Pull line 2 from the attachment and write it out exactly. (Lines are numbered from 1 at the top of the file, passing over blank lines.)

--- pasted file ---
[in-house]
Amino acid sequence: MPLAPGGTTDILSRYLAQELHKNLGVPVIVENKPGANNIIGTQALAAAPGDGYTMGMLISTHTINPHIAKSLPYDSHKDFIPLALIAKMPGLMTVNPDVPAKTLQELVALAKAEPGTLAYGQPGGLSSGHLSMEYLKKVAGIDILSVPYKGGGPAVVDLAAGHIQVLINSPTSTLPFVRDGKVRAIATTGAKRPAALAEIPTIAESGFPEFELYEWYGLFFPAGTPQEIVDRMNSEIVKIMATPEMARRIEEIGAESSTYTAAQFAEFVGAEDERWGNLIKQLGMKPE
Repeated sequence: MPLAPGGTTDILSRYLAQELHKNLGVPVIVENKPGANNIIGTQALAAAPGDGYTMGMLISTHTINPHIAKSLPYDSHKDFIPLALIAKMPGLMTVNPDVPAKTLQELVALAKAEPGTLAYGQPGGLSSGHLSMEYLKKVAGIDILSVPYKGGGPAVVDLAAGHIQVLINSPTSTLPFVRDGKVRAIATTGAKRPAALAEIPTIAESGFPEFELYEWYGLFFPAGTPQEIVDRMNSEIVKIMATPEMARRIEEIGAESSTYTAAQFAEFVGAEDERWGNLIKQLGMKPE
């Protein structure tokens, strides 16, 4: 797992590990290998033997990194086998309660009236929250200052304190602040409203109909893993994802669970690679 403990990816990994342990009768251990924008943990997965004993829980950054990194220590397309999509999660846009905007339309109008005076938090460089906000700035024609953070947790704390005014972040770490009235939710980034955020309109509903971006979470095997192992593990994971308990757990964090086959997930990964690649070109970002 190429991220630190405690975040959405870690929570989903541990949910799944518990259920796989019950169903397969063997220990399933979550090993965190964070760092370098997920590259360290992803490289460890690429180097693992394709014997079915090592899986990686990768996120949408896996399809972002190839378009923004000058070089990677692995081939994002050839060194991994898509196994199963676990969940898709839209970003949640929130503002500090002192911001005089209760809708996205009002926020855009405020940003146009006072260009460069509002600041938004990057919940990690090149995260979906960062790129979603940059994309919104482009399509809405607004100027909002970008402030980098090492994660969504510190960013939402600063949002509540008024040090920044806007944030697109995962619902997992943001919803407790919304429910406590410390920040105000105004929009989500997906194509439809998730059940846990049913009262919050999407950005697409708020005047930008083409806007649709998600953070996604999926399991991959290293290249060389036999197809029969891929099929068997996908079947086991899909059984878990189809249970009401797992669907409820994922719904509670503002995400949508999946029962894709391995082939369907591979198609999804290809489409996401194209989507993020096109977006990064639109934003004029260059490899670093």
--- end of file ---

Amino acid sequence: MPLAPGGTTDILSRYLAQELHKNLGVPVIVENKPGANNIIGTQALAAAPGDGYTMGMLISTHTINPHIAKSLPYDSHKDFIPLALIAKMPGLMTVNPDVPAKTLQELVALAKAEPGTLAYGQPGGLSSGHLSMEYLKKVAGIDILSVPYKGGGPAVVDLAAGHIQVLINSPTSTLPFVRDGKVRAIATTGAKRPAALAEIPTIAESGFPEFELYEWYGLFFPAGTPQEIVDRMNSEIVKIMATPEMARRIEEIGAESSTYTAAQFAEFVGAEDERWGNLIKQLGMKPE